Washington County deputies never know when trouble will break out; they train to detect surprises.
Pete Johnson was climbing the stairs to Washington County’s second-floor courtrooms in Stillwater when he heard a fight break out below him. Seconds later a man came running at full speed, yelling that he wouldn’t let anyone take him to a mental hospital.
“I was mostly just stopping to see if anything happened,” said Johnson, a 29-year-old assistant county attorney. “He kind of tore away from the deputies and started sprinting across the waiting area. He came running right by me. I jumped out and put a knee into his legs. I like to call it a takedown.”
Incidents like this one, in January, happen without warning in the courthouse, no doubt the most combustible crossroads of humanity found anywhere in Washington County. The courthouse is a melting pot of the accused, the convicted and the violated; it’s a stew of judges, juries, attorneys, victims and their families. It’s a place where people in conflict mingle in close quarters. Tension runs high, and anyone can explode without warning — especially when being taken into custody.
“That’s when people freak out, when somebody tells you, ‘You’re not going home today.’ That’s pretty serious,” said Johnson, one of the newer prosecutors in County Attorney Pete Orput’s office.
Law enforcement in the courthouse falls to the Sheriff’s Office, which maintains a contingent of deputies and bailiffs who watch for trouble ranging from weapons smuggling and swearing at judges to anxiety disorders and heart attacks.
Courthouses these days aren’t necessarily more violent, but the potential for violence is greater than ever, said Sgt. Tim Harris, who’s in charge of security training for the court unit. In recent years, he said, more and more people enter the courthouse showing disrespect for the institution, requiring deputies to enforce rules of decorum.
“Now we have people showing up in flip flops, like they’re going to the beach,” said Cpl. Chanin Klontz.
The man fleeing deputies when Johnson intervened was Eric Paul Woodford, of North St. Paul, who subsequently was charged with three felony counts of assault, including two on peace officers and correctional employees. According to the complaint, he punched a Ramsey County deputy trying to handcuff him and threw a chair at Klontz, who broke his shoulder when he jumped out of the way. Woodford then sprinted down a long concourse toward exit doors.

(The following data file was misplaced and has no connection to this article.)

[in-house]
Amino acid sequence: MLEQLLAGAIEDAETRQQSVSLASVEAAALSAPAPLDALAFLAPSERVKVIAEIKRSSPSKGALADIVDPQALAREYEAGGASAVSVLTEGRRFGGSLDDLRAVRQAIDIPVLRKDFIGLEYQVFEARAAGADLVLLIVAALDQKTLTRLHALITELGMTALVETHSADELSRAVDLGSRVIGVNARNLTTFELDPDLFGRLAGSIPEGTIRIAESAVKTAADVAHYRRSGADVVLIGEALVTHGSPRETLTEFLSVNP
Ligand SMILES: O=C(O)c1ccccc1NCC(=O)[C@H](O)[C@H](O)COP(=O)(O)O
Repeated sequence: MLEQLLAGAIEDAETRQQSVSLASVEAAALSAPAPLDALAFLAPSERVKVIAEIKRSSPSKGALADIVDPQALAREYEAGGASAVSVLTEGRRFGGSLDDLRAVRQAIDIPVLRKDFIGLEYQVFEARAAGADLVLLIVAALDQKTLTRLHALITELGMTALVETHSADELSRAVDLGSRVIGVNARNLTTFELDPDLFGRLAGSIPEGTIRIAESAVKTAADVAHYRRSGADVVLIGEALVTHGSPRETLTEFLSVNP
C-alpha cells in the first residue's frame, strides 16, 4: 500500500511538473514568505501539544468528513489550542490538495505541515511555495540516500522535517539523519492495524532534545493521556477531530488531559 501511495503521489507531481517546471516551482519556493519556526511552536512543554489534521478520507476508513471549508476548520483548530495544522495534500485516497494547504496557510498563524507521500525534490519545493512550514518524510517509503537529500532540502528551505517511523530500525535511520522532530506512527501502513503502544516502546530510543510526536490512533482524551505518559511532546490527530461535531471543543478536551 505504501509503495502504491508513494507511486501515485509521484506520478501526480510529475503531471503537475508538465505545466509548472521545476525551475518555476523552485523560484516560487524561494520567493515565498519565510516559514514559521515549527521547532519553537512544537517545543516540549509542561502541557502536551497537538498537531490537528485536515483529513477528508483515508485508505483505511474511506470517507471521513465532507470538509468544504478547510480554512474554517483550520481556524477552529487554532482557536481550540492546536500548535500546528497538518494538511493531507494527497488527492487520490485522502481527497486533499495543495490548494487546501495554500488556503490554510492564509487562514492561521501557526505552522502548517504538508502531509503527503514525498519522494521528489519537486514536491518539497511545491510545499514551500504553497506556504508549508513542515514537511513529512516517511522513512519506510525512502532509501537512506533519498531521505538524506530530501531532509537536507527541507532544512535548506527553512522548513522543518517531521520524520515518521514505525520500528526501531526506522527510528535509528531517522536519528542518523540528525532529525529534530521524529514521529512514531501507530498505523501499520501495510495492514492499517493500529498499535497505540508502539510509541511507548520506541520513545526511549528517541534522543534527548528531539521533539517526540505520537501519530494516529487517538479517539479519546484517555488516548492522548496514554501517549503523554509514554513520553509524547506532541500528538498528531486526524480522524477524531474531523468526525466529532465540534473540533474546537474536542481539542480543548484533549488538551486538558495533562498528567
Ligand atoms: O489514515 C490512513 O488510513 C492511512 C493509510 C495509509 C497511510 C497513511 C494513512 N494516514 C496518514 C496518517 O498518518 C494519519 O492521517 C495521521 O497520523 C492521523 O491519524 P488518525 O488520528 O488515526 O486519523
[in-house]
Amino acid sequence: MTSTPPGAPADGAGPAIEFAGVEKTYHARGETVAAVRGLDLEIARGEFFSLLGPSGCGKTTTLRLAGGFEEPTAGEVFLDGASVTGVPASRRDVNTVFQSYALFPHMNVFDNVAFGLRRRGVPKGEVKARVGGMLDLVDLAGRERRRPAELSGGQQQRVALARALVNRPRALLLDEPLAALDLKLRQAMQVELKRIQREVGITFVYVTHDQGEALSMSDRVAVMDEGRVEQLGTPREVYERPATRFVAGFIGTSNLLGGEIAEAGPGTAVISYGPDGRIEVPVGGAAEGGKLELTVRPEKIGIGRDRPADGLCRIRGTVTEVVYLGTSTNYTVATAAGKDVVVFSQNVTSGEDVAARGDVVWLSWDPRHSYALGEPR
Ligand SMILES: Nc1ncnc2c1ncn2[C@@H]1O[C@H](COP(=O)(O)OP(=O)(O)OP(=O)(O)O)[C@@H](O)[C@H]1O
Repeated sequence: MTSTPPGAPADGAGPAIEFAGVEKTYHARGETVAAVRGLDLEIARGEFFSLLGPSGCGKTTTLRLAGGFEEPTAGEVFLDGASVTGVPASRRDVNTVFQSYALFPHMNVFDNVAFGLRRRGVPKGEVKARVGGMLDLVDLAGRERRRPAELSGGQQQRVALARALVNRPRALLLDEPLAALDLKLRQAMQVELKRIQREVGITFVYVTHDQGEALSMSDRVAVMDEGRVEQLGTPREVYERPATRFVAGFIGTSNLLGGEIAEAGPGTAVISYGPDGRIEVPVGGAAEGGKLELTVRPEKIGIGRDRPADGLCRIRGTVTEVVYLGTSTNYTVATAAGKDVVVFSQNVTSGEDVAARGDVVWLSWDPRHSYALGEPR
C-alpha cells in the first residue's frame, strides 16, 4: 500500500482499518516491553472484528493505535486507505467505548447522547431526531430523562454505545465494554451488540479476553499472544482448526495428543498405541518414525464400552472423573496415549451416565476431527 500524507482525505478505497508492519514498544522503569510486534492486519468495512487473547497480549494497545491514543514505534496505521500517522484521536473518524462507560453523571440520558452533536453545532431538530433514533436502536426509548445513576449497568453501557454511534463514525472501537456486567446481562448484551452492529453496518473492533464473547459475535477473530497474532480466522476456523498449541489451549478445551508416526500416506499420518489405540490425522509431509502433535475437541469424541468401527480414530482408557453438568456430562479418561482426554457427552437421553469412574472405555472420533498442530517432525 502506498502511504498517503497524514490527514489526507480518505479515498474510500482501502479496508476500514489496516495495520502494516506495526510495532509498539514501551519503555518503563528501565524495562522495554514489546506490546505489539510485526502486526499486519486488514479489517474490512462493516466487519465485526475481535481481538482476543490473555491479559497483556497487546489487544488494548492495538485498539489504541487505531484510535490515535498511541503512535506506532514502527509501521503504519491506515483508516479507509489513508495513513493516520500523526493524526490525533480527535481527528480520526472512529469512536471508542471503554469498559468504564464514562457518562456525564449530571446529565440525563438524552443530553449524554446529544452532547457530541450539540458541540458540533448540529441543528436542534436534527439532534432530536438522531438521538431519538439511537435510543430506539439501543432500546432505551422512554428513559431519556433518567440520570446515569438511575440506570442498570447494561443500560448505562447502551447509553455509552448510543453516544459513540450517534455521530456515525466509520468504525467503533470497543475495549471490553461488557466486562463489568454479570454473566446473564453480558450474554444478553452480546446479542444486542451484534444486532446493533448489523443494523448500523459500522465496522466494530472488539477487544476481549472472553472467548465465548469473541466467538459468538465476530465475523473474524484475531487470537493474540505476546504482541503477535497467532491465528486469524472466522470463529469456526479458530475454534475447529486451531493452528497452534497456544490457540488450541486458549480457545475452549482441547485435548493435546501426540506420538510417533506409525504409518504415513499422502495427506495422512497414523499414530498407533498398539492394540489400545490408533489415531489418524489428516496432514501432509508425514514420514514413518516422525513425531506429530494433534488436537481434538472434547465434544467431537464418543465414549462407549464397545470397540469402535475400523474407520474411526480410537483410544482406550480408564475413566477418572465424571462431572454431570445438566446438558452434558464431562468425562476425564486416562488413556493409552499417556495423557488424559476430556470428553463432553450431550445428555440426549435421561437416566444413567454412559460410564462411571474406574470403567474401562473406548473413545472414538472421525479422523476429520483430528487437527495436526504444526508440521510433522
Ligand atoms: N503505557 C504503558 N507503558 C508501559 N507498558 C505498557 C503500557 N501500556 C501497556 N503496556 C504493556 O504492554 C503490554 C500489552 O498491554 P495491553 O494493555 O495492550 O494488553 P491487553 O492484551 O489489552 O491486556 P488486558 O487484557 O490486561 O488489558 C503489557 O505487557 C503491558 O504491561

After the young attorney tripped him, Woodford sailed at least 15 feet across the tile and landed in a heap. As officers converged from both directions, Johnson is seen in a security video putting his hands in his pockets and walking away.
“Right when I did it, I wasn’t sure if I should,” said Johnson, who weighs 165 pounds, plays hockey in a men’s league and softball in the summer. “I’m not a deputy, I’m not an officer. It happened so quick that I didn’t remember exactly what I did.”
That melee, which occurred outside a courtroom, was the most recent big disruption resulting in injuries. Deputies also work out of public view, in restricted areas where they funnel inmates from the nearby county jail and two big state prisons through stark white corridors to holding cells as they await court appearances.
Harris was hurt last year when a shackled jail inmate attacked him.
“The judicial process is adversarial in itself,” Harris said, describing “highly charged emotional events” where people sometimes are confronted with life-altering decisions. Deputies are trained to watch for nervous behavior such as persistent pacing, a flushed face, a tapping foot. They know which defendants have shown “assaultive behavior” in the past, plan ahead for sentencings and hearings where trouble could occur, and meet with judges to discuss levels of security.
Deputies and bailiffs assigned to the courthouse receive special training to deal with problem behaviors in confined settings. If they need reinforcements they’re only a radio call away from the next-door Law Enforcement Center.
“There’s a lot of unpredictability. We don’t know what will occur,” said Sheriff Bill Hutton. “If something happens and it’s ugly they’ll react first and then we’ll send the cavalry over.”
More than 400 people a day enter the courthouse through the security checkpoint — “a single point of entry” into courts, Hutton said — where deputies get a first look at anyone who might cause trouble.
An “amnesty box” at the door allows visitors to surrender items such as brass knuckles, ammunition, martial arts throwing stars, corkscrews, knives, lighters, utensils — even handcuff keys. Padlocks are banned because they could be used to lock courtroom doors or swung in clothing as weapons. Drug paraphernalia can lead to arrests.
Commander Jerry Cusick and his court staff evaluate security daily, doing everything from sweeping courtrooms for weapons to reviewing court appearances and assigning deputies accordingly. They’ve seen it all, including intoxicated defendants and people under the influence of drugs, Cusick said.
The Sheriff’s Office often must be mindful of impressions of a show of force in court, which means striking a balance between security and individual rights.
“The last thing we want is a mistrial because we had too many officers and intimidated the jury,” Harris said.
But court business isn’t all worrisome — happy occasions include weddings and adoptions, when people leave smiling.
Meanwhile, Johnson took some ribbing from fellow attorneys for his heroics in the courthouse.
“I only had to take about two steps so I didn’t get too winded,” he said.
In instances like that, Hutton said, it’s interesting “to see who rises” to the challenge.